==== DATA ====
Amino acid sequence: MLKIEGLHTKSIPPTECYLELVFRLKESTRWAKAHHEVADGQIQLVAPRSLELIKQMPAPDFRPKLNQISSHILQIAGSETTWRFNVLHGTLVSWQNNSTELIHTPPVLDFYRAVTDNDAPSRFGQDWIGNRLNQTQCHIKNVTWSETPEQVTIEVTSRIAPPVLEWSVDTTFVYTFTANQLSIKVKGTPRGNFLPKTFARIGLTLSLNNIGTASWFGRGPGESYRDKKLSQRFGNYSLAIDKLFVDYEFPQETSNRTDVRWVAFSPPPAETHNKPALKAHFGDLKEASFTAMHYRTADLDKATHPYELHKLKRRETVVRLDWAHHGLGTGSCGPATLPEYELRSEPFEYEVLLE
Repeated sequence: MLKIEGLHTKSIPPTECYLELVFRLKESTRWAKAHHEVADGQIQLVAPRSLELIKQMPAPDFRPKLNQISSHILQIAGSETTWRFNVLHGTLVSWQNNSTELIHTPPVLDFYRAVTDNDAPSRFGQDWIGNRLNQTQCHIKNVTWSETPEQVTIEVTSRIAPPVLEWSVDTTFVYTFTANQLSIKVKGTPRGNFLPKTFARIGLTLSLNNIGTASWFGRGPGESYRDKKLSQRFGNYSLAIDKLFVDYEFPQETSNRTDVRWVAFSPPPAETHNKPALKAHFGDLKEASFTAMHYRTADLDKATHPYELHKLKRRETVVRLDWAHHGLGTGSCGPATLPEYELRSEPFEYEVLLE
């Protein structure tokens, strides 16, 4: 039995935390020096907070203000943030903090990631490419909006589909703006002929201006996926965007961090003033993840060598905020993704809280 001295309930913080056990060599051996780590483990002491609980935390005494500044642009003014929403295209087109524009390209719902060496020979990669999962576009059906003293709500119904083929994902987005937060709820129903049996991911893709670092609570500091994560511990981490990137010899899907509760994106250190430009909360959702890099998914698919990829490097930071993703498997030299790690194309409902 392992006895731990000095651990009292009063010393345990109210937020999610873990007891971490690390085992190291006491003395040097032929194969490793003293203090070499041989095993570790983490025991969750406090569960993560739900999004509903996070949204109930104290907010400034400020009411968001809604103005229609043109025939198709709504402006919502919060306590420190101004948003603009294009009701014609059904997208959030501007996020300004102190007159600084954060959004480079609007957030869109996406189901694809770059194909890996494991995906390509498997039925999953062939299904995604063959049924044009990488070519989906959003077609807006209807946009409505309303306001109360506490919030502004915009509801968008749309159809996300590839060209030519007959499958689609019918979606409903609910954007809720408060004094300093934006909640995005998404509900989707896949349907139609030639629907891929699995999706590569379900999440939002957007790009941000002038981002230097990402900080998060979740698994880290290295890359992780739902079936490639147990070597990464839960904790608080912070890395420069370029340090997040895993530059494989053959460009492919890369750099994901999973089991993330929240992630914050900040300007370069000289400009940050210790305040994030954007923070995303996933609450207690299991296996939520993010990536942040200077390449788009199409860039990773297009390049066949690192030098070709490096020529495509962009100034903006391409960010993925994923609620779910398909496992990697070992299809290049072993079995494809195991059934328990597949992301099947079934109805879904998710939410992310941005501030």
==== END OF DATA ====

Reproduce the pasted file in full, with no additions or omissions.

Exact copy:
Amino acid sequence: MLKIEGLHTKSIPPTECYLELVFRLKESTRWAKAHHEVADGQIQLVAPRSLELIKQMPAPDFRPKLNQISSHILQIAGSETTWRFNVLHGTLVSWQNNSTELIHTPPVLDFYRAVTDNDAPSRFGQDWIGNRLNQTQCHIKNVTWSETPEQVTIEVTSRIAPPVLEWSVDTTFVYTFTANQLSIKVKGTPRGNFLPKTFARIGLTLSLNNIGTASWFGRGPGESYRDKKLSQRFGNYSLAIDKLFVDYEFPQETSNRTDVRWVAFSPPPAETHNKPALKAHFGDLKEASFTAMHYRTADLDKATHPYELHKLKRRETVVRLDWAHHGLGTGSCGPATLPEYELRSEPFEYEVLLE
Repeated sequence: MLKIEGLHTKSIPPTECYLELVFRLKESTRWAKAHHEVADGQIQLVAPRSLELIKQMPAPDFRPKLNQISSHILQIAGSETTWRFNVLHGTLVSWQNNSTELIHTPPVLDFYRAVTDNDAPSRFGQDWIGNRLNQTQCHIKNVTWSETPEQVTIEVTSRIAPPVLEWSVDTTFVYTFTANQLSIKVKGTPRGNFLPKTFARIGLTLSLNNIGTASWFGRGPGESYRDKKLSQRFGNYSLAIDKLFVDYEFPQETSNRTDVRWVAFSPPPAETHNKPALKAHFGDLKEASFTAMHYRTADLDKATHPYELHKLKRRETVVRLDWAHHGLGTGSCGPATLPEYELRSEPFEYEVLLE
């Protein structure tokens, strides 16, 4: 039995935390020096907070203000943030903090990631490419909006589909703006002929201006996926965007961090003033993840060598905020993704809280 001295309930913080056990060599051996780590483990002491609980935390005494500044642009003014929403295209087109524009390209719902060496020979990669999962576009059906003293709500119904083929994902987005937060709820129903049996991911893709670092609570500091994560511990981490990137010899899907509760994106250190430009909360959702890099998914698919990829490097930071993703498997030299790690194309409902 392992006895731990000095651990009292009063010393345990109210937020999610873990007891971490690390085992190291006491003395040097032929194969490793003293203090070499041989095993570790983490025991969750406090569960993560739900999004509903996070949204109930104290907010400034400020009411968001809604103005229609043109025939198709709504402006919502919060306590420190101004948003603009294009009701014609059904997208959030501007996020300004102190007159600084954060959004480079609007957030869109996406189901694809770059194909890996494991995906390509498997039925999953062939299904995604063959049924044009990488070519989906959003077609807006209807946009409505309303306001109360506490919030502004915009509801968008749309159809996300590839060209030519007959499958689609019918979606409903609910954007809720408060004094300093934006909640995005998404509900989707896949349907139609030639629907891929699995999706590569379900999440939002957007790009941000002038981002230097990402900080998060979740698994880290290295890359992780739902079936490639147990070597990464839960904790608080912070890395420069370029340090997040895993530059494989053959460009492919890369750099994901999973089991993330929240992630914050900040300007370069000289400009940050210790305040994030954007923070995303996933609450207690299991296996939520993010990536942040200077390449788009199409860039990773297009390049066949690192030098070709490096020529495509962009100034903006391409960010993925994923609620779910398909496992990697070992299809290049072993079995494809195991059934328990597949992301099947079934109805879904998710939410992310941005501030």